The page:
The first shade to catch my eye was Metal Head, a sheer purply black with fuchsia sparkle. Some of you will remember my ultimately futile search for a sheer black lipstick last year (posts here and here). After destashing my deluxe sample of Givenchy Noir Révélateur earlier this year, I gave up the quest, concluding that it might not be possible to find a lipstick that delivered the look I wanted. But when I saw Metal Head, my lust revived. Honestly, I didn’t even care how it wore; I just wanted to own and ogle that tube of cyberpunk perfection. So I bought it. 

A few weeks later I tried on Pale Rose, which seems to be the blogger favorite, and bought that too. 

Even before swatching these lipsticks, I had a feeling that the flow chart would place them in a category other than “metallic.” Below, I’ve swatched them next to two other shiny lipsticks: Urban Decay Roach and Milani The Ultimatte. Both of those shades have an even sheen that’s roughly the same color as the base color, which qualifies them for the “metallic” category. The MAC lipsticks, though…well, take a look:

L-R: Roach, Pale Rose, Metal Head, The Ultimatte.

Out of focus:

Pale Rose and Metal Head have much larger sparkles than the other two. And while Pale Rose’s sparkles are similar in color to its base, Metal Head’s sparkles are definitely not. My flow chart would put Pale Rose in the “glitter” family and Metal Head in “shimmer.”

But the chart has one big weakness: it assesses how lipsticks look in the tube, not on the lips. And unless I’m in direct artificial light, the two colors in Metal Head blend into a metallic-looking grayish purple. Someone commented on my Instagram that the shade looks very similar to Kling It On from MAC’s Star Trek collection last year, and after looking up swatches, I suspect that Metal Head may be a repackaged Kling It On. So if you missed out on that one, here’s another chance!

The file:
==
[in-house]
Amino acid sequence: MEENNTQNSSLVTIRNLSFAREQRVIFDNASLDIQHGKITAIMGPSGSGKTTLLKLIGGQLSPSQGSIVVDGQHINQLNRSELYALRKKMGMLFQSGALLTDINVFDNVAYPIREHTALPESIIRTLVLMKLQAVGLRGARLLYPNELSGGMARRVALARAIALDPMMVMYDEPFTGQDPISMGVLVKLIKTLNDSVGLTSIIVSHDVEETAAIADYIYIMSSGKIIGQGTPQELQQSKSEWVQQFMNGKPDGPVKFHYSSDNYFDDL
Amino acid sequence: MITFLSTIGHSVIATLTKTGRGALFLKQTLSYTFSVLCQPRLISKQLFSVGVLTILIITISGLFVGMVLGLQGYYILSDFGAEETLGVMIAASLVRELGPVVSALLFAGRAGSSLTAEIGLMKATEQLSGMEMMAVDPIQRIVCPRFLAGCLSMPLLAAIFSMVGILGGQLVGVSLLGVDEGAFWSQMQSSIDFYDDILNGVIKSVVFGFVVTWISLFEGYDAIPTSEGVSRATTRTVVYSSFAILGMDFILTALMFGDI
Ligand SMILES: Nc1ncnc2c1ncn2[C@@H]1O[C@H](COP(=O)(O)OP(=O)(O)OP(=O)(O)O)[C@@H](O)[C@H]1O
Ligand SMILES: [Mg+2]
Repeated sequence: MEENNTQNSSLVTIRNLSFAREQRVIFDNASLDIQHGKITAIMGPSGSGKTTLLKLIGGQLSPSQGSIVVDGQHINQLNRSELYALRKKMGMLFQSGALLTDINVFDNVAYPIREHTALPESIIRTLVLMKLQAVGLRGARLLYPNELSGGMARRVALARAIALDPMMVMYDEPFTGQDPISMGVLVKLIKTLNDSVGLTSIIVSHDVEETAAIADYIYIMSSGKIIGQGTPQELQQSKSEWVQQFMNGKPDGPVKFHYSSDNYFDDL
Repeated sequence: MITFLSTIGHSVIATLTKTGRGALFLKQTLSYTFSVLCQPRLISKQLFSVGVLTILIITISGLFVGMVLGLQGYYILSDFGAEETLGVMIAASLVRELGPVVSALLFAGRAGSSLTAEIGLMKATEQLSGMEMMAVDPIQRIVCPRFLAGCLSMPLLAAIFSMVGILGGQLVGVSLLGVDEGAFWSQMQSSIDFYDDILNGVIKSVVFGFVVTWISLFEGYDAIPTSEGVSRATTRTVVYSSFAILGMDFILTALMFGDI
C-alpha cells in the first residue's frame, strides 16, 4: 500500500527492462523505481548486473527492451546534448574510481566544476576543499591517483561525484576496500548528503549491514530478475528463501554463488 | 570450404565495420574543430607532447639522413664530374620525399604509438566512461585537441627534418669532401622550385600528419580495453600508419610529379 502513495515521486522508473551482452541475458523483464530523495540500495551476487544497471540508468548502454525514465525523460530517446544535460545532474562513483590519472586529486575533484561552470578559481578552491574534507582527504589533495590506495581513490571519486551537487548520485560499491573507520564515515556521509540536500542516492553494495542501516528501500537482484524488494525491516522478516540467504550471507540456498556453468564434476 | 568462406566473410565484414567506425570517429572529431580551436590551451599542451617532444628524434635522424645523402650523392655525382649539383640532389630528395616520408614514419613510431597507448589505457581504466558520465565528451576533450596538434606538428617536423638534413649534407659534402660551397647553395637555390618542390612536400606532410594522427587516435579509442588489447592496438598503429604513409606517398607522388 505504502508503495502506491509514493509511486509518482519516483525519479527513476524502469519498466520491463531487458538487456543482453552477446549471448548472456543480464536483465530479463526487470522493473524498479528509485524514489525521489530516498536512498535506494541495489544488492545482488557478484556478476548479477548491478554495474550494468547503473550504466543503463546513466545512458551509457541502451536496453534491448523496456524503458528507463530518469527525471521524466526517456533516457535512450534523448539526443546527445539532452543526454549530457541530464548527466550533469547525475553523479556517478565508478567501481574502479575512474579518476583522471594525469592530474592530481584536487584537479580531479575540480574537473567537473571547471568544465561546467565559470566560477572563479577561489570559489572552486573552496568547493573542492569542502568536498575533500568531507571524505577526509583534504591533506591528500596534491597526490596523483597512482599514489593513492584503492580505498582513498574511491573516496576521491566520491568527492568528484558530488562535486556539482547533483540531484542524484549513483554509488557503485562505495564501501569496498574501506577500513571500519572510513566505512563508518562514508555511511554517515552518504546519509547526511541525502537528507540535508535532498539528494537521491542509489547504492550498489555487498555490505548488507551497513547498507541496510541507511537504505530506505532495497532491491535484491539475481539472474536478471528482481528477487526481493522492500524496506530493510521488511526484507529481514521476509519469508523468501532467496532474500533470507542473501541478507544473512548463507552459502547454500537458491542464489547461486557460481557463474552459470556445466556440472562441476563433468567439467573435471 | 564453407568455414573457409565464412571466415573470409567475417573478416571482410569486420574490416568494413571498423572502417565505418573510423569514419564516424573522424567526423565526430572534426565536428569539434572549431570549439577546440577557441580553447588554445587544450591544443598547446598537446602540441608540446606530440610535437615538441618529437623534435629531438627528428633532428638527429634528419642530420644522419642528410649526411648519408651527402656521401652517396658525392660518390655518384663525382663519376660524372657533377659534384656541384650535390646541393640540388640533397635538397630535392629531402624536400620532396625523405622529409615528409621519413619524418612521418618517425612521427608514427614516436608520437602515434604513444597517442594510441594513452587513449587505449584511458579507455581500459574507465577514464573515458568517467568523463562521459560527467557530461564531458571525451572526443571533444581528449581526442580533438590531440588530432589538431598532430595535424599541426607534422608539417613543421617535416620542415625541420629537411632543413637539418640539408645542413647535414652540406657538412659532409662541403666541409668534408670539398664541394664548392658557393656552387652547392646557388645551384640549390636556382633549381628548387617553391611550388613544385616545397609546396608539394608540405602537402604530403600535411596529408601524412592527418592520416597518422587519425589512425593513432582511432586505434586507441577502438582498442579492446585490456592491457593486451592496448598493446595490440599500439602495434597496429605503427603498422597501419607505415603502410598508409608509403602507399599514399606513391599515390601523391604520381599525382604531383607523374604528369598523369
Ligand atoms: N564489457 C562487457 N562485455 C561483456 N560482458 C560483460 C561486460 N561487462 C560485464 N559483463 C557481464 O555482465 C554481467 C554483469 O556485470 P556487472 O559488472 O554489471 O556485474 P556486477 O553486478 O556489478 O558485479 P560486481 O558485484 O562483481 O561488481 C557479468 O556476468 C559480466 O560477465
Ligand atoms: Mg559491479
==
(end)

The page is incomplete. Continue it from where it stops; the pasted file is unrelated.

I worried that Metal Head might apply or wear off unevenly, but I’m impressed by the formula. It’s definitely sheer (the swatch above is two or three layers), and if you look closely, you can see that it bunches up a little in my lip lines. From a normal distance, though, I think it looks pretty good! It applies smoothly without being too slippery (though it does need touching up after two hours or so), and it feels comfortable and slightly moisturizing.

When I posted about Metal Head on Instagram, I got some questions about whether it would work as a topper for another lipstick. So I layered it over MAC matte lipstick in Men Love Mystery, a bright warm purple. Here’s Men Love Mystery on its own (top) and under Metal Head (bottom):

Layered over Milani Matte Naked, Metal Head produces an interesting purplish taupe:

Metal Head made both lipsticks darker and cooler-toned, but the sparkle didn’t really translate in either case, which was disappointing. Still, much better for a “smoky lip” than Black Lace Rabbit.